Monochrome Delhi: A photo essay

“I don’t see the world completely in black and white. Sometimes I do.”

– Benicio Del Toro

And when you do see Delhi in black and white, it looks surreal. The city comes to life and the structures start speaking to you. Black and white or monochrome transports us to an old world which has a charm of its own. Colours give vibrance to a picture while the colourlessness of monochrome gives the picture its soul. As  English Photographer  Dominic Rouse puts it, “Colour is everything, black and white is more.”

“All photographs are memento mori. To take a photograph is to participate in another person’s (or thing’s) mortality, vulnerability, mutability. Precisely by slicing out this moment and freezing it, all photographs testify to time’s relentless melt.”- Susan Sontag

It is thus a great way to preserve time for generations to look back and get an idea of the social and urban milieu of the days bygone.

This photo essay tries to capture the everyday essence of Delhi. Let’s see how a monochrome Delhi looks like.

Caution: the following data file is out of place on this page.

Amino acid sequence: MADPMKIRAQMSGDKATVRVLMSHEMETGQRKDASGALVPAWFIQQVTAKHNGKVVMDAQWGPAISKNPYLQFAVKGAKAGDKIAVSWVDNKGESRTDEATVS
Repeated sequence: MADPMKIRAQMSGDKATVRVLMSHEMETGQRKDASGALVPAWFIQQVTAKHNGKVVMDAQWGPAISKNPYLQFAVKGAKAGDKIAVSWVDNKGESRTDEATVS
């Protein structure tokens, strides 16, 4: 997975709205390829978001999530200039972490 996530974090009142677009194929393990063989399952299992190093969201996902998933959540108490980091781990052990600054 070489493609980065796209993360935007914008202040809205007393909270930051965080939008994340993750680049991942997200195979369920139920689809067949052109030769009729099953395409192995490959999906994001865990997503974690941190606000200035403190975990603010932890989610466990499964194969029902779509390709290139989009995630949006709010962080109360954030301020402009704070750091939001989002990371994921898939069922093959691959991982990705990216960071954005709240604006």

Gazing past the books in Daryaganj Sunday book market.


Delhi Streets
A self reflective day in Connaught Place during monsoon.


Delhi in peak hours, all jammed!


Behind the bars : Rajon ki Baoli in Mehrauli Archaeological Park.


Monochome Delhi
Flying high : Feroze Shah Kotla


Monochrome Delhi
Smile Please : Time to create a memorabilia!


Monochrome Delhi
In the streets of Mehrauli where life resides.


Monochrome Delhi
India Gate and the ice creams, an inseparable couple!


The Splash : Monsoon awakening the child within..


Monochrome Delhi
In the lanes of Jantar Mantar


Monochrome Delhi
The Delhi of the present: always under construction!



All pictures are © Pallavi/ Delhi Galiyara




Pallavi is the Founder and Chief Explorer of Delhi Galiyara. An academic at heart, a foodie and a flâneuse in practice. Pallavi is a street photographer and a documentary film editor. Through Delhi Galiyara she is trying to bring out the much-neglected aspects of Delhi and the lives that inhabit it from a perspective of a flâneuse, a woman wanderer. A post graduate in Gender studies, Pallavi is trying to live out the theories taught in class, philosophising, exploring and clicking pictures – all simultaneously!

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